- - Sunday, October 2, 2011


Conservatives bridge gap in pre-vote poll

WARSAW — Poland’s conservative opposition almost closed the gap on the governing liberals in an opinion poll released Sunday, with a week to go to the Oct. 9 general election.

The latest survey saw 30.1 percent of those polled throwing their support behind Prime Minister Donald Tusk’s Civic Platform, a sharp drop from the 47 percent he mustered a month ago.

Meanwhile, the conservative Law and Justice (PiS) party’s stock was stable, with 29.1 percent of voter intention, leaving a 1-percentage-point gap small enough for the pollster’s margin of error to change the order.

The conservatives are led by Jaroslaw Kaczynski, the identical twin of late President Lech Kaczynski, who died in an April 2010 air crash in Russia.

The latest poll was carried out by the Homo Homini group on a sample of 1,500 people. A further survey taking undecided voters’ preferences into account put PiS ahead of the liberals by 0.2 percent.

A poll conducted by the OBOP institute, however, maintained the liberals as clear front-runners, with 31 percent to the conservatives’ 22.


Ruling party makes employment key plank

MADRID — The Spanish ruling party’s candidate for prime minister in polls next month, Alfredo Perez Rubalcaba, pledged Sunday to cut record unemployment and shield education and health care from spending cuts.

Prime Minister Jose Luis Rodriguez Zapatero announced last year he would not seek a third term, and Mr. Rubalcaba, who served as interior minister and deputy prime minister, is the Socialists’ candidate for the Nov. 20 poll.

“Employment is a big national problem. It is the best of causes that we can defend,” he told the closing session of a three-day party congress held to outline his election program.

Spain has the highest unemployment rate among developed nations, with joblessness pegged at a record 20.89 percent, following the collapse of a labor-intensive property boom in 2008.

Mr. Zapatero’s government also has had to adopt unpopular austerity measures, such as cuts to civil servant wages, to rein in Spain’s public deficit and calm market fears that the country will need a financial bailout.

Pollsters predict the election will be won by the conservative opposition Popular Party.


Opposition candidate freed from prison

MINSK — One of the seven Belarusian opposition presidential candidates arrested after last year’s election has been released from jail after a pardon from authoritarian President Alexander Lukashenko.

Dmitry Uss, who had been sentenced to five years in prison for organizing a protest that started just after the polls closed Dec. 19, was freed after the Saturday pardon order.

More than 700 people in all were arrested after police broke up the gathering of thousands of demonstrators protesting alleged vote fraud.

Mr. Lukashenko, who has ruled Belarus since 1994, was declared the winner.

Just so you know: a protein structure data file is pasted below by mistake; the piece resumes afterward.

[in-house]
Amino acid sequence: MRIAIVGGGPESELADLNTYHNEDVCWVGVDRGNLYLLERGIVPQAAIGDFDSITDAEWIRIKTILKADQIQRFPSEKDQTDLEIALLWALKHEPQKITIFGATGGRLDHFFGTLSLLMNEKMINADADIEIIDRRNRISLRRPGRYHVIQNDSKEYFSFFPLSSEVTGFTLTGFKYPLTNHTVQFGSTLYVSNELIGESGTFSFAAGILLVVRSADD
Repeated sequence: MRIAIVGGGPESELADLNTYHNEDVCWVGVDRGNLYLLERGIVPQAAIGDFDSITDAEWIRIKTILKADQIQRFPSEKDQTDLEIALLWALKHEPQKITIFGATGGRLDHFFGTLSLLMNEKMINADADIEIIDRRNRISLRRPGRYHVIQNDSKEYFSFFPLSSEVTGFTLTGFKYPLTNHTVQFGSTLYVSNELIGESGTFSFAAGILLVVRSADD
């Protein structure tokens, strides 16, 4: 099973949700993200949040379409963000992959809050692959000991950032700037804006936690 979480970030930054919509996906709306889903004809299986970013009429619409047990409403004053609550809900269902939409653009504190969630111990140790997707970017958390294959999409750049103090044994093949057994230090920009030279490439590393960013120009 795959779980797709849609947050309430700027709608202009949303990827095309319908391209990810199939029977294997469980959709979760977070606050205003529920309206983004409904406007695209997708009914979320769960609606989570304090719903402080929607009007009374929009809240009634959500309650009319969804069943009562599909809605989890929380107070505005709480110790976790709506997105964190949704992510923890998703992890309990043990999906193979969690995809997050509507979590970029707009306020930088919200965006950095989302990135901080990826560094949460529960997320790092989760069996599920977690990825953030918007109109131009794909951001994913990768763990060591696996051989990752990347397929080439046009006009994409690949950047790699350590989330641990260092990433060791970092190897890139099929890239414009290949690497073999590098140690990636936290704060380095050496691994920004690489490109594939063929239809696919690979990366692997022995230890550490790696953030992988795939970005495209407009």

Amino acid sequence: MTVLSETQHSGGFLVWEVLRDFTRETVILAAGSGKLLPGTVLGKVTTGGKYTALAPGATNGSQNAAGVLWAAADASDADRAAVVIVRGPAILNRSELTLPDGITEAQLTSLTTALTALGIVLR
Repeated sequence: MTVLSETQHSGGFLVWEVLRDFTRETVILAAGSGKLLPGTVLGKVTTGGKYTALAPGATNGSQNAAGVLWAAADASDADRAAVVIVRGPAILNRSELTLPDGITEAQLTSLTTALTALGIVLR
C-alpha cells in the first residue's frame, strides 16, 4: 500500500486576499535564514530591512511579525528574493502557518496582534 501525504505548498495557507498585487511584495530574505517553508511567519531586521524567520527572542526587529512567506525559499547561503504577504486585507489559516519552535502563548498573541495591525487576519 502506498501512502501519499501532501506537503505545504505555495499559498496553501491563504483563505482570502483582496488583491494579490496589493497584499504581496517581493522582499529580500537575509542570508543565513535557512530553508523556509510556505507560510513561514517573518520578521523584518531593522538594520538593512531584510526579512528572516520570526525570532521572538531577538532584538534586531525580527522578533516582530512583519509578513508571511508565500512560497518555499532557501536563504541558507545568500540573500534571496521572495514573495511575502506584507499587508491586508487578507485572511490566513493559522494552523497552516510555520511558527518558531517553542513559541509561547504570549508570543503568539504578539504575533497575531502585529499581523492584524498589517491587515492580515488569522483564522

Two other candidates remain in prison, serving sentences of five to six years. Two others were given suspended sentences and freed nearly five months after their arrest, while another has fled the country and been given asylum in the Czech Republic.

The seventh was released several days after his arrest.


Cameron warns eurozone could blight world economy

MANCHESTER — British Prime Minister David Cameron said Sunday that the eurozone had to get on with fixing its financial problems or risk pulling down the entire world economy.

Speaking in Manchester, England, before the start of his governing Conservative Party’s annual conference, Mr. Cameron said eurozone leaders must “roll up their sleeves” as they only have weeks to get it right.

“Frankly, right now the eurozone is a threat not just to itself, but also a threat to the British economy, but a threat to the worldwide economy and so we have to deal with this,” he told BBC television.

Mr. Cameron, who is staunchly against joining the euro currency, said it would be “very bad” for Britain if the eurozone breaks up, given that 40 percent of British exports go to those 17 countries.

However, “action needs to be taken in the coming weeks to strengthen Europe’s banks, to build the defenses that the eurozone has, to deal with the problem of debt decisively,” he said.

“They’ve got to do that now, they’ve got to get ahead of the markets now.”


Judge frees five terror-financing suspects

MADRID — Five Algerians suspected of financing al Qaeda’s North African branch have been freed by a judge who said there was no significant evidence against them.

The judge ordered the men to stay in Spain, report to judicial authorities twice a month and declare any change of address.

The men are being investigated on suspicion of providing logistical and financial support to al Qaeda in the Islamic Maghreb (AQIM). The arrests took place Tuesday in the northern Basque and Navarra regions.

Mohamed Talbi, Hakim Anniche, Mounir Aoudache, Abdelghaffour Bensaoula and Ahmed Benchohra have not been charged.

National Court Judge Fernando Grande-Marlaska said Saturday that there was no evidence the men had sent “significant sums to Algeria” or that the recipients were “persons related to terrorist activity.”

The five men had also been under investigation on suspicion of maintaining contacts with radical Islamists in France, Italy and Switzerland. Police seized a large amount of documents and computer material as part of their probe.

AQIM operates in Algeria and emerged in the 1990s from armed groups fighting the Algerian government after the army stepped in to cancel the 1991 elections in a bid to stave off a victory by an Islamist political party.

The group declared allegiance to al Qaeda in 2006.

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